So, some margin repair for Chinese steel mills last week which, ironically, will help prevent a collapse in the iron ore price if it supports steel output.
In important news, Vale announced more ore is returning at Timbopepa with a ramp-up over two months to 14mt, another 7mt. This is half of what it expects to return this quarter:
Another 10mt next quarter. Then 4mt in Q3. Then 21mt in Q4. 49mt is pretty serious volume. Probably worth $50 to such high prices all things equal.
But there is more. We have already seen Samarco restart with a gradual increase to 8mt capacity. We can expect perhaps 10mt iron ore equivalent of imported Chinese scrap steel displacement in 2021 and more in 2022 as import bans are lifted and the green steel push accelerates.
Then we’ll see steel demand soften to zero in H2 as China slows and shifts its growth pattern. That will knock any Chinese restocking pulse on the head, which has been running at about 20mt per annum.
Being generous, we can expect perhaps 30mt of returning seaborne iron ore demand everywhere else, including China.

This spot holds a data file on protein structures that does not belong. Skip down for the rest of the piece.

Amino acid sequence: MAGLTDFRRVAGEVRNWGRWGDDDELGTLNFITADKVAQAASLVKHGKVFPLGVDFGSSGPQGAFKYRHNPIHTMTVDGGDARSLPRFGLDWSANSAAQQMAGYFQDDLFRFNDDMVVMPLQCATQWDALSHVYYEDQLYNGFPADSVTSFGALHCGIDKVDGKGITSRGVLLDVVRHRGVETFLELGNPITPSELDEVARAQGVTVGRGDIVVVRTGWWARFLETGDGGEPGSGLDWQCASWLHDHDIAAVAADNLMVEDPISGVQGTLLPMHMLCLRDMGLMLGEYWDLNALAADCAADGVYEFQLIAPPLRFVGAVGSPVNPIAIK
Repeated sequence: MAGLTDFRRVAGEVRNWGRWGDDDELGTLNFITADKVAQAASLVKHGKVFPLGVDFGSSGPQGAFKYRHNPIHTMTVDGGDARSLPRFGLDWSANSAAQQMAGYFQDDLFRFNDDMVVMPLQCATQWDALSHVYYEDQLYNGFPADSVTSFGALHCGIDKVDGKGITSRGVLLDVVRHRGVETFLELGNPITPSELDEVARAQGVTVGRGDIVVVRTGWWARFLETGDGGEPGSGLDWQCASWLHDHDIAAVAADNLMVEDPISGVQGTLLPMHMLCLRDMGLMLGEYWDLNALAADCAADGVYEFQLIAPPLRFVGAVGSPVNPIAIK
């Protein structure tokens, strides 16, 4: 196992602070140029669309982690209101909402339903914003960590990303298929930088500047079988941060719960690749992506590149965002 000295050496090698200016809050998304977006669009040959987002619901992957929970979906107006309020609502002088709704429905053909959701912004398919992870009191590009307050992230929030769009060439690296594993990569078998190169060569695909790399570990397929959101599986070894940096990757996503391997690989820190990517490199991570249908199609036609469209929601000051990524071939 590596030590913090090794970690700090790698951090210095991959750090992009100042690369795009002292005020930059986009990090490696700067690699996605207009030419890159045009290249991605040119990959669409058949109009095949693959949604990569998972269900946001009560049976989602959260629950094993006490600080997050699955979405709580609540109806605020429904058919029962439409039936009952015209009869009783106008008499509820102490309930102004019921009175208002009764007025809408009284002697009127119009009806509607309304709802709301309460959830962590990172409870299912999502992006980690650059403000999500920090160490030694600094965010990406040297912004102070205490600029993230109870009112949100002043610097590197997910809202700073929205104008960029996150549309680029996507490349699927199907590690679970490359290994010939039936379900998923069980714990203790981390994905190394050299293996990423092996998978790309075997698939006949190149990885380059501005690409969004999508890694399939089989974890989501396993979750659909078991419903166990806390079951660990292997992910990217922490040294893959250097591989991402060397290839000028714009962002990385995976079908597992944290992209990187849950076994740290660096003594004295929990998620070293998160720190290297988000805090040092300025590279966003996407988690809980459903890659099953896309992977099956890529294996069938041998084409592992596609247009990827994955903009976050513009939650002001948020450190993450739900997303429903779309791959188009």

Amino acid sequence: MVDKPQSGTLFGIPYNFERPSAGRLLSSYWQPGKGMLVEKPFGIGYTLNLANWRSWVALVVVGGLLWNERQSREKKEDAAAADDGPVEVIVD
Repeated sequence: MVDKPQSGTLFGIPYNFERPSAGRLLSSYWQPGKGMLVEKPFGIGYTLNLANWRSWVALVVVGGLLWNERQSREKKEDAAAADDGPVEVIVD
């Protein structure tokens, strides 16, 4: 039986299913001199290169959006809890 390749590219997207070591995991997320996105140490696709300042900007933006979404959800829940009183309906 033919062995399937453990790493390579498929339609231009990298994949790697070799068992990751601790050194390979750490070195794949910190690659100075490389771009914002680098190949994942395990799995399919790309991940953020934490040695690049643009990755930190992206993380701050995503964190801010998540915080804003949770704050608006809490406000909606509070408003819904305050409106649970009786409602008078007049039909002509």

So that’s a bearish 70mt tonne swing in the iron ore market balance by Q4 before I have dug into what astronomical prices are doing to incremental supply everywhere else.
It’s more of the same in 2022 as Vale brings another 20mt in 2022 and FMG 22mt.
David Llewellyn-Smith is Chief Strategist at the MB Fund and MB Super. David is the founding publisher and editor of MacroBusiness and was the founding publisher and global economy editor of The Diplomat, the Asia Pacific’s leading geo-politics and economics portal.
He is also a former gold trader and economic commentator at The Sydney Morning Herald, The Age, the ABC and Business Spectator. He is the co-author of The Great Crash of 2008 with Ross Garnaut and was the editor of the second Garnaut Climate Change Review.